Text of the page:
When I was a teenager, my dad didn’t let me learn to drive until I was past the legal age. He thought 16 was too young to get a license, and he wouldn’t even let me take my required Driver’s Ed class until I turned 17. That meant I was a high school senior in a class with a bunch of sophomores. It was utter humiliation.
When it came time for my brother to drive, my dad had no reservations at all. In fact, my dad couldn’t wait for my brother to get his license. As the oldest in my family, I often had to blaze the trail for the traditional rites of passage.
I didn’t always want to be the trailblazer, however. I often saw my brother doing things at a younger age than I was allowed to do them, and I swore that I wouldn’t do the same to my kids when I was a mother.
But here I am getting ready to do just that.
In North Carolina, where I live, kids can take Driver’s Ed at 14-½ years old and then get a learner’s permit at age 15. Combine that with the increasing numbers of children who redshirt kindergarten, and you end up with kids obtaining learner’s permits in middle school.
I couldn’t believe it the day my eighth-grade son came home and announced that a friend of his had scored his permit, which allowed the just turned 15-year-old to drive as long as he had a parent/guardian in the front seat of the car. The idea of middle school drivers terrified me, so I delayed the learner’s permit for my sons.
While my boys and I were postponing the driving rite of passage, I learned we were part of a broader trend. In a study conducted by the University of Michigan Transportation Research Institute, 37% of teen respondents claimed that they didn’t get their driver’s license yet because they were too busy.
While most parents remember clamoring to get their licenses on their 16th birthday, teenagers today have different priorities. High schoolers have heavier course loads and more extra-curricular activities than we did growing up. The idea of studying the Motor Vehicle pamphlet, taking a test, acquiring the prerequisite amount of supervised time behind the wheel, and sitting in the Department of Motor Vehicle for three to four hours when they could be studying, rehearsing, or playing their sport isn’t as appealing. For a stressed teen worried about grades and gaining admittance to their top-choice college, getting a driver’s license can feel like just one more thing they have to do.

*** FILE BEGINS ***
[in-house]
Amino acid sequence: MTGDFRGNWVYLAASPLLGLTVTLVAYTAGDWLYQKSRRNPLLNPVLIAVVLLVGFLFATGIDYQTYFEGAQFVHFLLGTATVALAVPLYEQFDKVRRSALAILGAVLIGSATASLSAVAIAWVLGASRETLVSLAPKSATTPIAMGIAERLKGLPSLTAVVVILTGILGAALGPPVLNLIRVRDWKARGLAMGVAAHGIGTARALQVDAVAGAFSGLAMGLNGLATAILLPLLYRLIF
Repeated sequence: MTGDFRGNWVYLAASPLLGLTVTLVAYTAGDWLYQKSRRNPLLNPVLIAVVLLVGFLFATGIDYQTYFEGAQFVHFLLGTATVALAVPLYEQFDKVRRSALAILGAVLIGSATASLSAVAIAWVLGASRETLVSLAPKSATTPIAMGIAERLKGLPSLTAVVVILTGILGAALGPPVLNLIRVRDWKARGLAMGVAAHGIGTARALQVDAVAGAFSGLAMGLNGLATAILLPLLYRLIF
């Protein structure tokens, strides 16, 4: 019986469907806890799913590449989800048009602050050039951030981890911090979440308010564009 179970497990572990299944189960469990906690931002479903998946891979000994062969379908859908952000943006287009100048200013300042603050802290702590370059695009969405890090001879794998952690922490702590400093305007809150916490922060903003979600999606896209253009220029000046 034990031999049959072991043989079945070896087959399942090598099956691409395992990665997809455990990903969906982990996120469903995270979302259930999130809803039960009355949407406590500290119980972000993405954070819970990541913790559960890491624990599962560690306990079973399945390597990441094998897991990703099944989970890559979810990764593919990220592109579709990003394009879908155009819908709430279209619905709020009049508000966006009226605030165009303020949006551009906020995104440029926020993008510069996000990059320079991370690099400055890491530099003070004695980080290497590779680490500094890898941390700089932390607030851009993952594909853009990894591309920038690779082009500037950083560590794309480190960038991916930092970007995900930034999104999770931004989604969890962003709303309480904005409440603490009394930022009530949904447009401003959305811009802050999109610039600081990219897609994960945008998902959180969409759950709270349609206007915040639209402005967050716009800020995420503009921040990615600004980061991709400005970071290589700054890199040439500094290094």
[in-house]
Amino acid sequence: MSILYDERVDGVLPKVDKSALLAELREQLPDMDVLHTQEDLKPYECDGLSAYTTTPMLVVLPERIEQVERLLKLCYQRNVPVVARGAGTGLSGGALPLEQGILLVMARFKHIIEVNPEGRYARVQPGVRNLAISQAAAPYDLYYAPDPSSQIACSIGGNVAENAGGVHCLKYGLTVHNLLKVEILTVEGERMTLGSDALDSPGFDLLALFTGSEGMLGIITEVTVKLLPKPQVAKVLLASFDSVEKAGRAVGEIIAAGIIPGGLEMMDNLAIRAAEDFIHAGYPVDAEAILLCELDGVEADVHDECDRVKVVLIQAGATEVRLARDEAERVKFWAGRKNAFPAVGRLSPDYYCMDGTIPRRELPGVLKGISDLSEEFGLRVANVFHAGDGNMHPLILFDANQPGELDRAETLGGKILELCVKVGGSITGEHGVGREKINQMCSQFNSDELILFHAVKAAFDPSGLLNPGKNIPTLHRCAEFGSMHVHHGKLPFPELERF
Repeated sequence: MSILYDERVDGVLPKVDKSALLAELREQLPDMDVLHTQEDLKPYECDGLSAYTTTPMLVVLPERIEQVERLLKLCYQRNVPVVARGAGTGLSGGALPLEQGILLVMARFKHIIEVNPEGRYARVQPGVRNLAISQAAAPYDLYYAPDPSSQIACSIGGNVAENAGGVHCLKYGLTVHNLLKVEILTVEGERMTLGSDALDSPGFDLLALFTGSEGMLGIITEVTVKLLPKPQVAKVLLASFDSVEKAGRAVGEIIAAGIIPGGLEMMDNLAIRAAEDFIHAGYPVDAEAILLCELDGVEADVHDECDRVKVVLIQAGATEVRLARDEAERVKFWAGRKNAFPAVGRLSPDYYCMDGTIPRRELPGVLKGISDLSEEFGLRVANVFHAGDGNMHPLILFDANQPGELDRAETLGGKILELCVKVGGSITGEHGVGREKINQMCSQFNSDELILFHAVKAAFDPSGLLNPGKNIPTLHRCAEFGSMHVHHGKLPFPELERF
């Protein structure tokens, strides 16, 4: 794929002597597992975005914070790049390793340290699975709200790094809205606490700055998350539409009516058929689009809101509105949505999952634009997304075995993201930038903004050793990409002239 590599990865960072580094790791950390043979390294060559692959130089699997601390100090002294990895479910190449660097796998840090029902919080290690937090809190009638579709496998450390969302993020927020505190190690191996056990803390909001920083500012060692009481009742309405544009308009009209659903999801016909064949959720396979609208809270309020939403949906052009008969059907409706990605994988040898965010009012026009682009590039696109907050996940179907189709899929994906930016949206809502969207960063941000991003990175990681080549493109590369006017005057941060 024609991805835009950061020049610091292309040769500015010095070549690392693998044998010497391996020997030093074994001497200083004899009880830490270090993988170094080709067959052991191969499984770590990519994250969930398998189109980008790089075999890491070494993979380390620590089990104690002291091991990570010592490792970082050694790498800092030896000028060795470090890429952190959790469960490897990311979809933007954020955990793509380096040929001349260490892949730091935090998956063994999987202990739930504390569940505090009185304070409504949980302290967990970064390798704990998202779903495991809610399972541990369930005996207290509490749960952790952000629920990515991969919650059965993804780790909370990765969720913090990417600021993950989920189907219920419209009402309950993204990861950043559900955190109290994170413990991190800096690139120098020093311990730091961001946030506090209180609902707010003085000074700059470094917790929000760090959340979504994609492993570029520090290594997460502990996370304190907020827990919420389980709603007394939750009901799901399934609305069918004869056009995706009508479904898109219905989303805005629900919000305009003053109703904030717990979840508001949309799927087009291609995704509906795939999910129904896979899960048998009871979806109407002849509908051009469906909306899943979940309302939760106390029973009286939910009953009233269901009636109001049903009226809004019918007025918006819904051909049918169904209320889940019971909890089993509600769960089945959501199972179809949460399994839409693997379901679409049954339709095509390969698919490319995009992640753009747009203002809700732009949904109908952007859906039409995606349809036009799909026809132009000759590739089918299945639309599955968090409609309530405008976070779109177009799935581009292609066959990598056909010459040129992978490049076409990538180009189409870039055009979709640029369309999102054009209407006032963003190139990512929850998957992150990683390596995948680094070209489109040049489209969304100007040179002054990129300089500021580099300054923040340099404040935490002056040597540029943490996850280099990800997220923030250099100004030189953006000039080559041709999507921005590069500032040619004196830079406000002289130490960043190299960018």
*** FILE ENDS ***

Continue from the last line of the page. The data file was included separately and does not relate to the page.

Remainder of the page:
For me, I simply hated the idea of my boys driving.
I hated the idea of them making split-second decisions or hurtling down the highway at seventy miles an hour with teenage boy brains as their guide.
It just had danger written all over it, and I wanted to delay it as long as possible.
When my boys turned 17 years old, they each got their permits and went on to get their license the following year. Each one is an excellent driver, and I don’t have any regrets about delaying driving for them.
Now, though, it is my daughter approaching the legal age for the learner’s permit, and unlike my hesitancy over her brothers getting their license, I want her to drive.
All of the concerns I had about her brothers and driving are inconsequential when I think of her being in a car with a boy, but not knowing how to drive herself.
I want her to have this knowledge because I want her to be able to take care of herself.
If she is with someone who has been drinking, I want her to be able to grab the keys and drive herself to safety. If she is on a date, I want her to be able to get herself home if need be. I want her to feel capable and confident and self-reliant.
Yes, I know that allowing my daughter to get her license earlier than her brothers did is the double standard I swore I’d never do when I was a kid.
I hope my sons understand why their sister was allowed to get her license at a younger age than they could. At least they can take comfort in the fact that she is definitely not getting her own car.